The following poem by Tony Hoagland sings of how we are trapped by attachment and this world scrapes and grinds us. We have lost the ability to love because of our ego. But the poet, Tony Hoagland, does this beautifully with a story instead of spelling out the theories of attachment and ego. This is what poetry does. It boils eternal truth for us, adds a little spice, and then we can enjoy it.
– Tony Hoagland
I’m driving back and forth
on the gravel lane
before the two-room, stucco house
of the woman I love. She’s inside,
making love with a woman
whose white car is parked in the driveway
and it, this car, disturbs me
more than anything. It sticks out of itself
so far into my life. Each time I pass,
I know, with a ten-pound sadness in my chest,
that I can’t keep doing this.
And now I realize, far too late,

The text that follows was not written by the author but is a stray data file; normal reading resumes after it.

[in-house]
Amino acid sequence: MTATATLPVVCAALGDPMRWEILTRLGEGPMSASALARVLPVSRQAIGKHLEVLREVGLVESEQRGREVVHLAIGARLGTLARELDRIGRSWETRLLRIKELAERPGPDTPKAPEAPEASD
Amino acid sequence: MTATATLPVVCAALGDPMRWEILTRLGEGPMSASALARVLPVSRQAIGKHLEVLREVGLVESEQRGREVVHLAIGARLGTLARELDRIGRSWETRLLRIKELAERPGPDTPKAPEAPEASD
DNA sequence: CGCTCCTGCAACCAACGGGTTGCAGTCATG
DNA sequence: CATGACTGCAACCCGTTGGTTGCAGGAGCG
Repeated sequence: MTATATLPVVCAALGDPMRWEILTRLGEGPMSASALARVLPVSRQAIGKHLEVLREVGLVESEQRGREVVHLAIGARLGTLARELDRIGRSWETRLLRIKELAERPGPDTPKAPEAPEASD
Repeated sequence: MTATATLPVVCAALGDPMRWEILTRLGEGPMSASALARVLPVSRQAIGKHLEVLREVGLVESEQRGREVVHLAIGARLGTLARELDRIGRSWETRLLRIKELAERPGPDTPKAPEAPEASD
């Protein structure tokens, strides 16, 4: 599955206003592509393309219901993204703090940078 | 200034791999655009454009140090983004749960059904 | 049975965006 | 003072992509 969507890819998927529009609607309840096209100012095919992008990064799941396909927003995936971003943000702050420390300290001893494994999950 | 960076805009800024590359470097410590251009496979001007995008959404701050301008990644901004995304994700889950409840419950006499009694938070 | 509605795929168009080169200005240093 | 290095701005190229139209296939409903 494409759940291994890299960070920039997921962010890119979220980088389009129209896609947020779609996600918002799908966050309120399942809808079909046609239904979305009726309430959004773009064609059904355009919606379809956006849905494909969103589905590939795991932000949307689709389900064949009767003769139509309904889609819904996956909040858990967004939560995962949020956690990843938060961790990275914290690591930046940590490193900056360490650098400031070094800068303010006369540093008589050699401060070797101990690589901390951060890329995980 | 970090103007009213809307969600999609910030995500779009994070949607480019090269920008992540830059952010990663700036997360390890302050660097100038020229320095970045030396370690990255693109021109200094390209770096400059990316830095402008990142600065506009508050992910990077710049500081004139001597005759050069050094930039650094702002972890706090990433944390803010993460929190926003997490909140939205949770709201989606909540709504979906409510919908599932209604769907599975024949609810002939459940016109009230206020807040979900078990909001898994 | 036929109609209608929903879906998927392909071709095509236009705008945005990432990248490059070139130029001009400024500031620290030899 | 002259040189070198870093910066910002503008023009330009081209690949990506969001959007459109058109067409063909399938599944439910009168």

I should have fought for her, should have
wept and begged and made the full,
of what I felt. I should have
shed my pride.
What good is pride? When you die,
I know they turn you
inside out, to see what portion
of your god-allotted guts
you failed to spend on earth.
The ones who arrive in heaven
without a kopek of their fortune left
are welcomed, cheered, embraced.
The rest are chastised and reborn
as salesmen and librarians.
It’s so simple,
and that’s what gets me–that every time
I drive up and down this street,
looking at that white Toyota in the drive,
it messes up not just this life,
but my eternity as well.
But I keep doing it,
dragging myself back and forth
over this corner of the world
which scrapes and grinds against me,
like a rock on the bow of a ship.
Etching the errors in my surface
deeper, and deeper. And less forgiven.